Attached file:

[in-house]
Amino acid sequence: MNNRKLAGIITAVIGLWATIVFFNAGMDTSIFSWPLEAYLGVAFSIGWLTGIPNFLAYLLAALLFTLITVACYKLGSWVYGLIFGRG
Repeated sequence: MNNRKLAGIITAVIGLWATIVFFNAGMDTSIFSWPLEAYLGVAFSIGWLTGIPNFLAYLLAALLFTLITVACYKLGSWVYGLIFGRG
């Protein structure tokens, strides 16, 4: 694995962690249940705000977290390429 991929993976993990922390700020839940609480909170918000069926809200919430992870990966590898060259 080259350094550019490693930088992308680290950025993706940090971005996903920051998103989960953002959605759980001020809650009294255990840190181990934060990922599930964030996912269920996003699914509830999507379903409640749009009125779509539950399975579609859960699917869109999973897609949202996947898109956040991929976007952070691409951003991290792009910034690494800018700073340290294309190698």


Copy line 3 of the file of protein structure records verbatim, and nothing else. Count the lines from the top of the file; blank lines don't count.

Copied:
Repeated sequence: MNNRKLAGIITAVIGLWATIVFFNAGMDTSIFSWPLEAYLGVAFSIGWLTGIPNFLAYLLAALLFTLITVACYKLGSWVYGLIFGRG